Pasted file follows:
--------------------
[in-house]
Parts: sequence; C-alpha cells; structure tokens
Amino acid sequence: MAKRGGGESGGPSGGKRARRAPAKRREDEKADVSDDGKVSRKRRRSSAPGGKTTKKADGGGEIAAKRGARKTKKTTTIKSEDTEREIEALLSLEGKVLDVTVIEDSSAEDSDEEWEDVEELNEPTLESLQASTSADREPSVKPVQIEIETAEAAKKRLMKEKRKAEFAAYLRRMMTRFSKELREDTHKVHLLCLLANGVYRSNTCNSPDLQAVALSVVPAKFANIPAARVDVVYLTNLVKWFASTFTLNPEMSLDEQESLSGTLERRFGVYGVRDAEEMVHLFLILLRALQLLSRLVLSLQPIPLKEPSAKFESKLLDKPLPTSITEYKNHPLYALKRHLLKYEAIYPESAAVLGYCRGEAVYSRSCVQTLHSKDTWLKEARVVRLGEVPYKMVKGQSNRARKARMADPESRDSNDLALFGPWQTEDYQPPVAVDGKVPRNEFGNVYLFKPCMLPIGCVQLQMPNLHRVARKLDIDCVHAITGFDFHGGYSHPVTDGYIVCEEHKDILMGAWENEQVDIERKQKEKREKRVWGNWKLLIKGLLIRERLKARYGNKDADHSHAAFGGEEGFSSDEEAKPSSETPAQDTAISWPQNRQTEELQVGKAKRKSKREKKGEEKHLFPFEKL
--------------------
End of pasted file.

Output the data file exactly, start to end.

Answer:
[in-house]
Parts: sequence; C-alpha cells; structure tokens
Amino acid sequence: MAKRGGGESGGPSGGKRARRAPAKRREDEKADVSDDGKVSRKRRRSSAPGGKTTKKADGGGEIAAKRGARKTKKTTTIKSEDTEREIEALLSLEGKVLDVTVIEDSSAEDSDEEWEDVEELNEPTLESLQASTSADREPSVKPVQIEIETAEAAKKRLMKEKRKAEFAAYLRRMMTRFSKELREDTHKVHLLCLLANGVYRSNTCNSPDLQAVALSVVPAKFANIPAARVDVVYLTNLVKWFASTFTLNPEMSLDEQESLSGTLERRFGVYGVRDAEEMVHLFLILLRALQLLSRLVLSLQPIPLKEPSAKFESKLLDKPLPTSITEYKNHPLYALKRHLLKYEAIYPESAAVLGYCRGEAVYSRSCVQTLHSKDTWLKEARVVRLGEVPYKMVKGQSNRARKARMADPESRDSNDLALFGPWQTEDYQPPVAVDGKVPRNEFGNVYLFKPCMLPIGCVQLQMPNLHRVARKLDIDCVHAITGFDFHGGYSHPVTDGYIVCEEHKDILMGAWENEQVDIERKQKEKREKRVWGNWKLLIKGLLIRERLKARYGNKDADHSHAAFGGEEGFSSDEEAKPSSETPAQDTAISWPQNRQTEELQVGKAKRKSKREKKGEEKHLFPFEKL